This article is co-signed by Roberto Viola and myself and was originally published in an Italian online newspaper. If you want to read it in Italian, have a look at this version!
The European Digital Single Market is one of the priorities of the European Commission with a potential for economic growth equivalent to over 415 billion euros and the creation of hundreds of thousands of new jobs. In its Digital Single Market Strategy which was published last May, the Commission highlighted the importance of trust and security as critical factors for people, businesses and governments to go digital thus taking full advantage of innovation, convenience and opportunities offered by going digital.
Increasing trust in the digital world is not simple and requires greater transparency and high standards with regard to responsibility, security and the use of authentication and security services which have an increasingly transformative role in key sectors of our economy, such as the banking and financial sector, healthcare, the sharing economy, transport and public administration.
It is in this context that the eIDAS Regulation EU 910/2014 on electronic identification and trust services should be seen, as it provides the legal framework for the cross-border recognition of eID means and trust services, also ensuring their interoperability and legal certainty. With eIDAS, the European Union has laid the foundations for citizens, businesses (in particular SMEs) and public administrations to access and use on-line services in a more reliable, responsible and convenient manner.
Last September, another major step was accomplished with the adoption of all the implementing acts due by 18 September 2015. In order to foster the market and favour interoperability, these implementing acts take account of and promote the adoption of existing European or international standards. As for the technological infrastructure, the European Commission published as open source last 27 November, under the Connecting European Facility programme, the technical specifications and reference implementations of the interoperability nodes for the electronic identification mechanisms.
With the eIDAS Regulation, the implementing acts, the standards and the interoperability infrastructure, Europe is the first and only macro region in the world with a comprehensive legal and technological framework for electronic identification and trust services. Europe is undoubtedly also a leader with regard to technology, innovation and services.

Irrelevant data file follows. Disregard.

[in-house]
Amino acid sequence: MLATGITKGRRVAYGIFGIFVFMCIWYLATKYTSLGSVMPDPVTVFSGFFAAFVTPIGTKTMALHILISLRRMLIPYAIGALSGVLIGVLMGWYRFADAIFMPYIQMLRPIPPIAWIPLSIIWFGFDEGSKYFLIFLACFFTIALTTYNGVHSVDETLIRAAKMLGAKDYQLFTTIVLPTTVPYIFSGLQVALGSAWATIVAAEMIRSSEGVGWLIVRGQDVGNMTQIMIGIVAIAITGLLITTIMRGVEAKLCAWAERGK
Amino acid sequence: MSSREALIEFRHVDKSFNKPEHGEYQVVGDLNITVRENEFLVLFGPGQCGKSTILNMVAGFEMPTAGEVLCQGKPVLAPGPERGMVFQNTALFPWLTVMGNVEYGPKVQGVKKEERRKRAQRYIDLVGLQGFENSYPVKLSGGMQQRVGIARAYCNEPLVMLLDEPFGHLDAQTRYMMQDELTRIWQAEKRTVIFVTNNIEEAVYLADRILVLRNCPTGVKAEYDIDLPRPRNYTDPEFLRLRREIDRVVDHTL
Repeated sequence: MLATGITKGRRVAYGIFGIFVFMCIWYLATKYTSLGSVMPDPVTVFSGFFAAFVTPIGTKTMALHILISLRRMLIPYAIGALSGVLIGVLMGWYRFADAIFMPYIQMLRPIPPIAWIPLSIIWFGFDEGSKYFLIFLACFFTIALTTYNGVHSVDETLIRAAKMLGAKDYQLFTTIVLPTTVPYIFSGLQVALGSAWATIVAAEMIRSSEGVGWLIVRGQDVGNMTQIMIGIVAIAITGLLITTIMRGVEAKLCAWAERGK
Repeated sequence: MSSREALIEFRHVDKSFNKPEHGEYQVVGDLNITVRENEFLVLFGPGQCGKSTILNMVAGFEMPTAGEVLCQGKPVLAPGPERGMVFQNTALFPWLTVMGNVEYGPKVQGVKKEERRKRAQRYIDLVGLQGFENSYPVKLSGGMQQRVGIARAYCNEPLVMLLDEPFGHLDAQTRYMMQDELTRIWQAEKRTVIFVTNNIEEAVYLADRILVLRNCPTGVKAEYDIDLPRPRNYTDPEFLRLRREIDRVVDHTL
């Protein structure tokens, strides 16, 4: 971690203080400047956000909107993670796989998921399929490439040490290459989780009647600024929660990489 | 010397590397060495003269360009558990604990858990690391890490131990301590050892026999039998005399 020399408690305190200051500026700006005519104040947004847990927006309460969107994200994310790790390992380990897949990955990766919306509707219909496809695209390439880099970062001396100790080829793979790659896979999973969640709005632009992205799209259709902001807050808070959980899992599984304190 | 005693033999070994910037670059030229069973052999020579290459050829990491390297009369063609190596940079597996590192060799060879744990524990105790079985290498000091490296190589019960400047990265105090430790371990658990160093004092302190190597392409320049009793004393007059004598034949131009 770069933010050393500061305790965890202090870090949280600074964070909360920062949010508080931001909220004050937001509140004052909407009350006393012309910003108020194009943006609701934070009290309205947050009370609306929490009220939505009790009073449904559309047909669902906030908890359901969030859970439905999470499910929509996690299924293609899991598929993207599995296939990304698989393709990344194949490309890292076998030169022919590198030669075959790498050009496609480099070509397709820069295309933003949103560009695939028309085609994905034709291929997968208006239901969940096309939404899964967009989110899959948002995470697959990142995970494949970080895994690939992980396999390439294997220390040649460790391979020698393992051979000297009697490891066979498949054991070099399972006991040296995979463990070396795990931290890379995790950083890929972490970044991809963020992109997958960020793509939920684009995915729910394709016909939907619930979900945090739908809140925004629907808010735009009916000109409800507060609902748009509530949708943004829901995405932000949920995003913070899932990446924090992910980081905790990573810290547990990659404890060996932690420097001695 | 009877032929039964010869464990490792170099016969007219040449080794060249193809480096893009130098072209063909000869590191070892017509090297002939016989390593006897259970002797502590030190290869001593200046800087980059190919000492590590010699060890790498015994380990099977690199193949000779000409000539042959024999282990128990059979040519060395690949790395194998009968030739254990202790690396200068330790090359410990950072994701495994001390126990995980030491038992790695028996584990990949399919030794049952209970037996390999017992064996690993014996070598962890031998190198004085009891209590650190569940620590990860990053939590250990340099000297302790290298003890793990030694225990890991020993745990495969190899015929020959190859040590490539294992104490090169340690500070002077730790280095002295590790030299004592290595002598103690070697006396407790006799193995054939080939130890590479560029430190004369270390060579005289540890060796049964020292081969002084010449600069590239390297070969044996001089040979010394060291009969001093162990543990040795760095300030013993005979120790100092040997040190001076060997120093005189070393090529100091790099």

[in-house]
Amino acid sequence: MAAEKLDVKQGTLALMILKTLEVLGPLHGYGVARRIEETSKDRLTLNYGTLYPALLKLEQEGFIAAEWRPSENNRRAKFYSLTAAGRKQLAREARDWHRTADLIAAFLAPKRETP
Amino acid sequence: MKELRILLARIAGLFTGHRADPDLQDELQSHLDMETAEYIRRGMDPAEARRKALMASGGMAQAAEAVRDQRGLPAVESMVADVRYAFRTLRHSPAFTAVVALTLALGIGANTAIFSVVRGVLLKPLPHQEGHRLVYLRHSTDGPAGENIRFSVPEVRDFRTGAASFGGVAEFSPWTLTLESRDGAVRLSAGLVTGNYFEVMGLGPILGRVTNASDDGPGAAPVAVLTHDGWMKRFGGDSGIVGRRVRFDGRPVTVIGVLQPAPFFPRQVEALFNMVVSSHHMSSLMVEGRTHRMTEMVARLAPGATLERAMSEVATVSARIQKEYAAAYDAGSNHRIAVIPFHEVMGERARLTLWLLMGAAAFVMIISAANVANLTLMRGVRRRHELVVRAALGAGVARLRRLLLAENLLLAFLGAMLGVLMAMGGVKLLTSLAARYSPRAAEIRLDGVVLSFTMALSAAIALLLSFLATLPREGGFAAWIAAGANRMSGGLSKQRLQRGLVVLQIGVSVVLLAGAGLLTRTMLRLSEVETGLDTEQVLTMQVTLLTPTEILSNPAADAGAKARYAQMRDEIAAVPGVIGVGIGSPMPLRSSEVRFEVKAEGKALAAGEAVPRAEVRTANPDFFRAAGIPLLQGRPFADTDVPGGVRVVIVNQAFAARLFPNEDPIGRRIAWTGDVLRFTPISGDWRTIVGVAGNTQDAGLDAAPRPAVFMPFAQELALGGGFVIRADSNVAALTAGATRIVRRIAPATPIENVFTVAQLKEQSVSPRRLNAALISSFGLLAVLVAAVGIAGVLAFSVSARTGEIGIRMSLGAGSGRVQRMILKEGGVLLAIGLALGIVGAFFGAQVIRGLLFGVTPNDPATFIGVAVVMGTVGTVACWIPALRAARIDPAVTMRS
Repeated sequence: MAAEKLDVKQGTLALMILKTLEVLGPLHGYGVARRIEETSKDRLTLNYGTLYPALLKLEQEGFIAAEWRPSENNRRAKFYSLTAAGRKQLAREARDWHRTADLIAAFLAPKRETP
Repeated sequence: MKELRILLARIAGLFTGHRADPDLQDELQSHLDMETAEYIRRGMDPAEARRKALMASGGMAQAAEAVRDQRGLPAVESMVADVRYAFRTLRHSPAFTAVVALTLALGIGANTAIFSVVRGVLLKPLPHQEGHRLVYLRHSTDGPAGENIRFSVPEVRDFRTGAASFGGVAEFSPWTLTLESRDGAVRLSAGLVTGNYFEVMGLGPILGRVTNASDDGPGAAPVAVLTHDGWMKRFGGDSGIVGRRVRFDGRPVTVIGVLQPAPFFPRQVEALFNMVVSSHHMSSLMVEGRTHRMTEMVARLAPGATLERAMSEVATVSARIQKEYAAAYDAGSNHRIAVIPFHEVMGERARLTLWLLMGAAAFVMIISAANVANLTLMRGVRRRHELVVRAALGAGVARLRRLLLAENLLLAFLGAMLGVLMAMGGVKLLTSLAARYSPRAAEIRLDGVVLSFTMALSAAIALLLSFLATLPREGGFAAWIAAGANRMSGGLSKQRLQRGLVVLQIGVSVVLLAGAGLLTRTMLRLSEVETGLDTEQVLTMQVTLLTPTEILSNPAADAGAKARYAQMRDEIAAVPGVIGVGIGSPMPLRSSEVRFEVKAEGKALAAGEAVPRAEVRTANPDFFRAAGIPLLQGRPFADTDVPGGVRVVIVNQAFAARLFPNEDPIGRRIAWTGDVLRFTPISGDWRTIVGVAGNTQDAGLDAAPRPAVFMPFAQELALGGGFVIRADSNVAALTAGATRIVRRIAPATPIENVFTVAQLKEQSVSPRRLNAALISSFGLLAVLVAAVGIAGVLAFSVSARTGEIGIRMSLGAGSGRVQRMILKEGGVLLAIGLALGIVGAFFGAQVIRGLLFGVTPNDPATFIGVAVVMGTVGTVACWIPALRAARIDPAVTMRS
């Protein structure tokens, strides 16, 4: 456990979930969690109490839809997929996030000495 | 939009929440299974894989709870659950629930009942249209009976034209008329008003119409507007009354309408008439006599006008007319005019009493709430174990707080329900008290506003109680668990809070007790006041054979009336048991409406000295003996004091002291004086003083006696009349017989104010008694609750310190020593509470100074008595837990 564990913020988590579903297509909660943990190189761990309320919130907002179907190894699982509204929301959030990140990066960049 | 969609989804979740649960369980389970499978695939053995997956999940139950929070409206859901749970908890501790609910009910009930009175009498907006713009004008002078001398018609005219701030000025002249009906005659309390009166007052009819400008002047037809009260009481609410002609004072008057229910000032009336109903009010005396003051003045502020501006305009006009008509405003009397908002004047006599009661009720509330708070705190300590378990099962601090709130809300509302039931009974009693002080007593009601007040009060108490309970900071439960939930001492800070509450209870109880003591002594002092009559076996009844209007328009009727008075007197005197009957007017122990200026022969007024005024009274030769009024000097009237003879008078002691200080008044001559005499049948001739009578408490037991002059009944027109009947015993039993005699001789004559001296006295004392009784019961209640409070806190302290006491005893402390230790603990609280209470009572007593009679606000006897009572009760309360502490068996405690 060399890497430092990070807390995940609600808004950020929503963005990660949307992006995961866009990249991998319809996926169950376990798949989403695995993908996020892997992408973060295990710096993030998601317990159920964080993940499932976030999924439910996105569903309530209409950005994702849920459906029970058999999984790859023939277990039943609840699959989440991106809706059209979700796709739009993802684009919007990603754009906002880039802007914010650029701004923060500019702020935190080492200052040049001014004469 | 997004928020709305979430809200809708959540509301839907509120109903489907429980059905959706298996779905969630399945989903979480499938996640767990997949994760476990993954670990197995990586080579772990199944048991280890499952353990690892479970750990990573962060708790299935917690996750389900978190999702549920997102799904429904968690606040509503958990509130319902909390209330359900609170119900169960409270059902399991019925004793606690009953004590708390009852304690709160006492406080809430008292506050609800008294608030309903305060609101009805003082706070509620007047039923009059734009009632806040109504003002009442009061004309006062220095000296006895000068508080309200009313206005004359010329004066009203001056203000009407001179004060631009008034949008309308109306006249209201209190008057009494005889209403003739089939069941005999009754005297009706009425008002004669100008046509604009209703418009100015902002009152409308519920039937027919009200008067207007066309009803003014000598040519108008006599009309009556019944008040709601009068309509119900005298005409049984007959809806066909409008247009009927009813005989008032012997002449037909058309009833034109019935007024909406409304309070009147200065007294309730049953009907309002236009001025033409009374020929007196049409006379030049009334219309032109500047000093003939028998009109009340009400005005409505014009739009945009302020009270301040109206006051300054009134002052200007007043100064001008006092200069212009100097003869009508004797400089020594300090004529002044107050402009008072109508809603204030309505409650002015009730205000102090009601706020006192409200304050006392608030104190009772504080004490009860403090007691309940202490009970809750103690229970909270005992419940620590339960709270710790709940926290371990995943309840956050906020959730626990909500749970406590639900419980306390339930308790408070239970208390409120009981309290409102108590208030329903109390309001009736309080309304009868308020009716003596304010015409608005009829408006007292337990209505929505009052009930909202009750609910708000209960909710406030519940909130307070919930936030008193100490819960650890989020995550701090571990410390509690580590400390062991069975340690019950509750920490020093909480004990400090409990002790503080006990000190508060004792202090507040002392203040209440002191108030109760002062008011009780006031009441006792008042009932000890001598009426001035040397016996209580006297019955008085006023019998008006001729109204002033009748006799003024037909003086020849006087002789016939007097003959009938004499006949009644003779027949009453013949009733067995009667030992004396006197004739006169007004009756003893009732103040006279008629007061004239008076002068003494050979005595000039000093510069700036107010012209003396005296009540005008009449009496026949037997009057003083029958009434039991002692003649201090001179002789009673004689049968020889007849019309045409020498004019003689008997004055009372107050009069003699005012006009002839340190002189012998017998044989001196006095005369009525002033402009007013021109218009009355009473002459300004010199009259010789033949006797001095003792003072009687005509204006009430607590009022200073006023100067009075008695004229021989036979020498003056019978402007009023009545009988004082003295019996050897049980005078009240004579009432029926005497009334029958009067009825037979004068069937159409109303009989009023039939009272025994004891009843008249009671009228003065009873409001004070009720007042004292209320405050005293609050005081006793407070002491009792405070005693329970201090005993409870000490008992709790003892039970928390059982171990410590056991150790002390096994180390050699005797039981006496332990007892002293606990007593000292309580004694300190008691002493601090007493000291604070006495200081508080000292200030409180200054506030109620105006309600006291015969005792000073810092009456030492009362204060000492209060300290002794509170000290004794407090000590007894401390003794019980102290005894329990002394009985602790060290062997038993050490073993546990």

But what are the next steps to fully leverage the eIDAS framework? The first extremely important step will be in just six months, on 1 July 2016, when the Regulation will repeal the eSignature Directive and the eIDAS rules related to trust services will apply in the same way everywhere in the European Union. Indeed, as eIDAS is a Regulation, it will apply directly in all member states thus providing unprecedented legal certainty across borders. An additional element of transparency will also be provided by the EU trust mark for qualified electronic trust services that will allow users to decide whether to trust an online service.
The second step will be to spread eIDAS and related services across all sectors, with the aim to create a digital single market that:
• simplifies access to public administrations
• promotes digital transformation of organisations and businesses
• stimulates the development of innovative and secure services
• helps reduce administrative burdens and cut red-tape for everyone
• improves user convenience and on-line experience and stimulates the provisioning of new innovative services
• makes the trust and authentication services' market more transparent and accountable, and more generally the services' market more respectful of citizens' privacy.
In this regard, the Commission has in the past organised a series of events focusing on priority areas for our economy and society, such as public administration, banks, e-health, the sharing economy, transport, etc.
The need to ensure consistency between existing or pending legislation to avoid misalignment of regulatory requirements has repeatedly emerged from the discussions. The Commission is working in this direction and some concrete examples bear witness to this commitment. For example, the direct reference to this principle - and the direct reference to eIDAS - in the Better Regulation "Toolbox" or the creation of a Commission internal working group composed of services from a number of DGs that work on initiatives with a direct or indirect link to eIDAS.
There are good prospects for leveraging eIDAS in the world of financial transactions. The European Banking Authority (EBA) analyses, in a consultation document on strong authentication for online payments, eIDAS solutions in relation to the security requirements under the Payment Service Directive (PSD2) which has been recently adopted. Another example is the recent green paper on retail financial services, where the role of eIDAS in easing distance payments is highlighted as is its role in sattisfying the requirements related to the "Know Your Customer" (KYC) requirements or strong authentication.
Given its inherently transformative nature, eIDAS is clearly an enabler in building a genuine digital single market, but there is still a long way to go which calls for the involvement of all interested parties in order to benefit from a real digitisation which goes across all sectors and beyond national borders.
These are only the first steps towards widespread everyday use of eIDAS services. The path is still very long, but the journey to to achieve a fully functioning Digital Single market is well worthwhile.